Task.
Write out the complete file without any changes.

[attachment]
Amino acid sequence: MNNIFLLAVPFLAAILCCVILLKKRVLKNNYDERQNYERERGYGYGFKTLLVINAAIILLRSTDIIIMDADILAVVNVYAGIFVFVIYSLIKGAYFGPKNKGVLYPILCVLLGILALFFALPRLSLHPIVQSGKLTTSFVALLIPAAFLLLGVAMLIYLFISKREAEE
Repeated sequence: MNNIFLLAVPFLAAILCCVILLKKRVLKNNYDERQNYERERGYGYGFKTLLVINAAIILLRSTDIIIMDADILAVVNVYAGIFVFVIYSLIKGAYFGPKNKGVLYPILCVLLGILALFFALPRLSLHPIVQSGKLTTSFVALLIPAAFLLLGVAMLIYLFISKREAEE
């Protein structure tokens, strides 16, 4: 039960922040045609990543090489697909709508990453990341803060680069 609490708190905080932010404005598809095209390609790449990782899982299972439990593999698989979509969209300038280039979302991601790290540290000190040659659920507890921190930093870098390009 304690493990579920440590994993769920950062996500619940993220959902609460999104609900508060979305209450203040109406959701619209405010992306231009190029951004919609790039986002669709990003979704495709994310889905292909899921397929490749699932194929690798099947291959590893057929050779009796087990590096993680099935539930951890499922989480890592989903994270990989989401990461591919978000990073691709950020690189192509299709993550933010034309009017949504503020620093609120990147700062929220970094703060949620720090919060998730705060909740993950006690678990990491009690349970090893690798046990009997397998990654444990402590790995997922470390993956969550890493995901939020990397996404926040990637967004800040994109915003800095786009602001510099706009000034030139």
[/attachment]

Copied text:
Amino acid sequence: MNNIFLLAVPFLAAILCCVILLKKRVLKNNYDERQNYERERGYGYGFKTLLVINAAIILLRSTDIIIMDADILAVVNVYAGIFVFVIYSLIKGAYFGPKNKGVLYPILCVLLGILALFFALPRLSLHPIVQSGKLTTSFVALLIPAAFLLLGVAMLIYLFISKREAEE
Repeated sequence: MNNIFLLAVPFLAAILCCVILLKKRVLKNNYDERQNYERERGYGYGFKTLLVINAAIILLRSTDIIIMDADILAVVNVYAGIFVFVIYSLIKGAYFGPKNKGVLYPILCVLLGILALFFALPRLSLHPIVQSGKLTTSFVALLIPAAFLLLGVAMLIYLFISKREAEE
């Protein structure tokens, strides 16, 4: 039960922040045609990543090489697909709508990453990341803060680069 609490708190905080932010404005598809095209390609790449990782899982299972439990593999698989979509969209300038280039979302991601790290540290000190040659659920507890921190930093870098390009 304690493990579920440590994993769920950062996500619940993220959902609460999104609900508060979305209450203040109406959701619209405010992306231009190029951004919609790039986002669709990003979704495709994310889905292909899921397929490749699932194929690798099947291959590893057929050779009796087990590096993680099935539930951890499922989480890592989903994270990989989401990461591919978000990073691709950020690189192509299709993550933010034309009017949504503020620093609120990147700062929220970094703060949620720090919060998730705060909740993950006690678990990491009690349970090893690798046990009997397998990654444990402590790995997922470390993956969550890493995901939020990397996404926040990637967004800040994109915003800095786009602001510099706009000034030139």